The experience of the stadium is one without equal. I was on the pitch right behind the goal in Saint-Étienne when Argentina knocked England out in 1998 and 18-year-old Michael Owen’s goal became the closest thing to magic after Maradona’s epic solo run from 1986. This time, though, there was the added edge of my being there—Owen was running toward me! Argentina then got eliminated by the Netherlands in a quarterfinal in Marseille, where the Dutch master Bergkamp scored a golazo and Ariel “El Burrito” Ortega lost his cool, head-butted an opponent, and got sent off. The emptiness after the event, as the press corps improvised their packing up and going home, the scrambled departures in all directions … I’ll remember that forever. It was also the night I took one particular road of no return in my own life. I’ll remember that, too.
Years later I met Ortega at Maradona’s birthday party—yes, that’s right—and I said to him, “Are you familiar with chaos theory? Whereby if a butterfly flaps its wing in China … ” The whole history of humanity might have been different if you hadn’t head-butted that Dutch guy, I told him. Ortega just stared at me, as if I was from another planet, shrugged his shoulders, and asked me if I could introduce him to a legendary TV celebrity in her 60s who was standing nearby. When I flew out to Rio at the beginning of this World Cup, I bumped into Ortega on the plane, half-asleep, on a ridiculously early flight, both of us looking weathered and older.
Awaiting another middle-of-the night flight, this time to Porto Alegre, I lay on the floor to sleep, only to be kindly woken by José Luis “El Tata” Brown, who was concerned I would miss boarding. El Tata scored the first goal for Argentina in the 1986 World Cup final, off a set-piece that had been thoroughly rehearsed by obsessive tactician Carlos Bilardo. Years later, he told me that not a day goes by when he doesn’t think of that goal, or someone reminds him of it with gratitude. He was mocked by the press when first included in the squad: They said he was only going along to make the tea. But when it came down to it, and Maradona was annulled by a German side determined to prevent him from playing, Tata was one of the crucial pieces of the engineering that made the dream possible.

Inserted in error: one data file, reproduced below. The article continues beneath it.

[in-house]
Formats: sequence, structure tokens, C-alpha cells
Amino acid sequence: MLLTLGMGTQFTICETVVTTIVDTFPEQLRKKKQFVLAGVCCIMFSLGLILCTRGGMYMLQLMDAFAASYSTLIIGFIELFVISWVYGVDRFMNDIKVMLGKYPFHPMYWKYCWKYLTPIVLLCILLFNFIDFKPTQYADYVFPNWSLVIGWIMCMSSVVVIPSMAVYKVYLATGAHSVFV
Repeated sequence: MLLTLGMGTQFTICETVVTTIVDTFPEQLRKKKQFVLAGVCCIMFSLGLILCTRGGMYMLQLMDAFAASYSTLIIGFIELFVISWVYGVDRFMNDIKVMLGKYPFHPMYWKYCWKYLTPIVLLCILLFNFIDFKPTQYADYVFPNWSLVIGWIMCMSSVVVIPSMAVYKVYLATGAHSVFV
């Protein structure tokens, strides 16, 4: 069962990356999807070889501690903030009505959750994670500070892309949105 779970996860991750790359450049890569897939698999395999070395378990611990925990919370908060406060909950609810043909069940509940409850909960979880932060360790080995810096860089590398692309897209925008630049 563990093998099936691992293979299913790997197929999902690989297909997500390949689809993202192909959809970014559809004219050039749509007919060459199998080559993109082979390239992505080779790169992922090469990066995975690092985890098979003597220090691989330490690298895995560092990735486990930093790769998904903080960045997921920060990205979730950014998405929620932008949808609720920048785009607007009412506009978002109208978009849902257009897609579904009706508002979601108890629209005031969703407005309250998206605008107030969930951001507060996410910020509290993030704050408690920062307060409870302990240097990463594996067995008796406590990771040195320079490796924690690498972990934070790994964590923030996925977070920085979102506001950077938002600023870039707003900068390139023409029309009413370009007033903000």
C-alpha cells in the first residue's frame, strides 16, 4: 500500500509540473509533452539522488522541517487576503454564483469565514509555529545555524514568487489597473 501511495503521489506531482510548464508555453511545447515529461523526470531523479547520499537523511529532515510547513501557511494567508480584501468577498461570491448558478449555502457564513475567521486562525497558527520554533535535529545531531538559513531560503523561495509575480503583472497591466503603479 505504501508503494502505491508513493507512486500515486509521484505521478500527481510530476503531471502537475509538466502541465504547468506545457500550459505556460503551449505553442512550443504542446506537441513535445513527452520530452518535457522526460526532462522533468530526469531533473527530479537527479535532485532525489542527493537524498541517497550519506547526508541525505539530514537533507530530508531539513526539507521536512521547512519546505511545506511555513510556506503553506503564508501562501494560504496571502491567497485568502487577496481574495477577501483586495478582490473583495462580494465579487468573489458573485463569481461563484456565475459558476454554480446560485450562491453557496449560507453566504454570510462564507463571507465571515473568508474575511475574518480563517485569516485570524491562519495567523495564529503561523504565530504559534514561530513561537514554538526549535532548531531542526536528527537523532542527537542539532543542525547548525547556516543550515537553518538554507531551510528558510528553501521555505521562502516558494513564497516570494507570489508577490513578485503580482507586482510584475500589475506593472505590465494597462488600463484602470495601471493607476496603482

Now, we have a new crop of characters. Goalkeeper Sergio Romero, the hero of the hour, the most unlikely hero. Javier Mascherano, the natural born leader. Ángel di María, Marcos Rojo, Pablo Zabaleta … and Lionel Messi. A huge assortment of storylines have emerged from this. How they have learned to work together, become a team of conviction and determination. How feelings of national identity and patriotism can come to the fore, as exemplified by Messi’s once questioned and now revered identification with his motherland. How the rich and the poor experience World Cups differently, as evidenced by those watching from the villas and the slums, by the backgrounds of players such as di María, who is now said to be chartering a plane so 10 of his childhood friends can watch him.
And a new installment in our own stories unfolds. “Life is what happens between World Cups,” says eminent Argentine sportswriter Ezequiel Fernández Moores, and he means it. But life is also what happens during World Cups, and in the matches themselves. I finally made it back to Buenos Aires, to watch the final “among my own,” whatever that may mean, full of pride for sharing a nationality with the young men who are busting their butts to deliver this sense of glory, and with those who have come before them. Full of emotion over the fact that “we” are in the semifinal, and that “we” may win the Cup for a third time. For reasons that are hard to explain.